Your property needs to be presented in the best possible light and this needs to be communicated with photographs to potential purchasers.  Ensure that before your estate agent visits that your home is immaculately clean and tidy, not only inside but also externally.  You are planning to move house anyway, so ensure that all clutter and oversized furniture are removed.  Its all about first impressions, if the photographs look appealing the click-through rate will increase. 

Property Listing

Ensure that your property is listed on the top property websites, if it isn’t you will be missing out on potential hits. The cheapest way to do this will be to employ an online estate agent. 


Get your price right, get the presentation right, list your property where it will gain the most exposure.

How to use social media to help sell your house

In such a tough housing market, many vendors are using more and more creative ways to help secure a sale on there property. 

Social media websites are increasingly becoming part of peoples everyday lives.  Facebook has over 500 million active users as at July 2010 and Twitter has 100 million active users. Communication via Tweets and status updates is set to overtake that by email and text messages in the next few years.  In essence it has become mainstream and people are using social media in more constructive ways, for instance to sell their homes. 

So how can this help you sell your house you may ask?  Well unless you have a friend, fan or follower that is looking to buy a house and your house happens to fit you requirements exactly it will be very difficult.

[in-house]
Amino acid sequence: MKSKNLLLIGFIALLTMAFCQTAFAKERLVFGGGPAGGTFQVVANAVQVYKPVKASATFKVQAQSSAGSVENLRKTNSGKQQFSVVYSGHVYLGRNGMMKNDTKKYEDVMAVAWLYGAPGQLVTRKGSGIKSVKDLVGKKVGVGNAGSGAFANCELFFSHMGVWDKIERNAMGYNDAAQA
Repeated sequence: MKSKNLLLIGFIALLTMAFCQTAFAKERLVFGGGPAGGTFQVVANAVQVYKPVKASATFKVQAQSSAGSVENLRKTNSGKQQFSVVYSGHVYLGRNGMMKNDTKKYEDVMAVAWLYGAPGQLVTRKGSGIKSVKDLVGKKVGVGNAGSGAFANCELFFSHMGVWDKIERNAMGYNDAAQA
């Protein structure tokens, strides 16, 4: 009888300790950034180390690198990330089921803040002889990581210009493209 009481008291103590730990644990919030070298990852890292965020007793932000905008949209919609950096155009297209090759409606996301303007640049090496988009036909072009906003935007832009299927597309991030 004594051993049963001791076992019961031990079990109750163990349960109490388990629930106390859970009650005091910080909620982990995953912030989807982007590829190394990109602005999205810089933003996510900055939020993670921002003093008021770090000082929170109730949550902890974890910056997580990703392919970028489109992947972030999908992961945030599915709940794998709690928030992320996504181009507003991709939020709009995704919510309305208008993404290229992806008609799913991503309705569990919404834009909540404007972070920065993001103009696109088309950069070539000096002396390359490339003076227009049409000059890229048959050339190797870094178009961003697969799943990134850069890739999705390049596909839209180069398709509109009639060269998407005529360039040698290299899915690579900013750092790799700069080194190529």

There are instances such as Peter Bouvier in Southampton who created his own website to advertise his home and posted it on Twitter.  He claims to have generated 30 viewings and agreed a sale without an estate agent. 

In real terms, however, using an estate agent to sell your house will provide you with the best chance.  Look out for online estate agents who embrace the power of the internet to its full potential.  Turtlehomes.co.uk for example will create a specific page on their website for your property and then create links to it from facebook, twitter and YouTube.  They have created a large following of fans and followers over the last two years.  While many fans are not in the market for a home, they’ll often forward the listing to friends who are.  The listing gets passed from one page to another, generating a lot of exposure..

How can I save money through an online estate agent?

If you sell your house online you’ll make massive savings.

According to consumer body Which? Choosing an online estate agent instead of a traditional high street estate agent could save you on average more than £3000 in fees. Another benefit is the fact that a lot more people choose to search for property online rather than visiting the high street. Recent surveys show that as much as 90% of purchasers find the right property to buy by searching online property websites. Despite this, over 90% of vendors still employ a traditional estate agent according to the Office of Fair Trading when it comes to selling property.

If you take the example of travel agents then more and more people will use an online estate agent as the advantages become more apparent. Online estate agents are able to keep there costs down by operating out of a single call centre rather than having a network of local offices. By employing the latest computer systems and by advertising through a network of property websites they are able to cover the whole of the UK.

The only drawbacks are that you will have to accompany your own viewings and you do miss out on the local knowledge of the high street agent. But taking into account the fee savings, that is a small price to pay. Turtlehomes.co.uk are just one of many online estate agents and will market your property for less than £600 +VAT. Looking at their listings they currently advertise property across the UK from Rochdale to Leigh-on-Sea.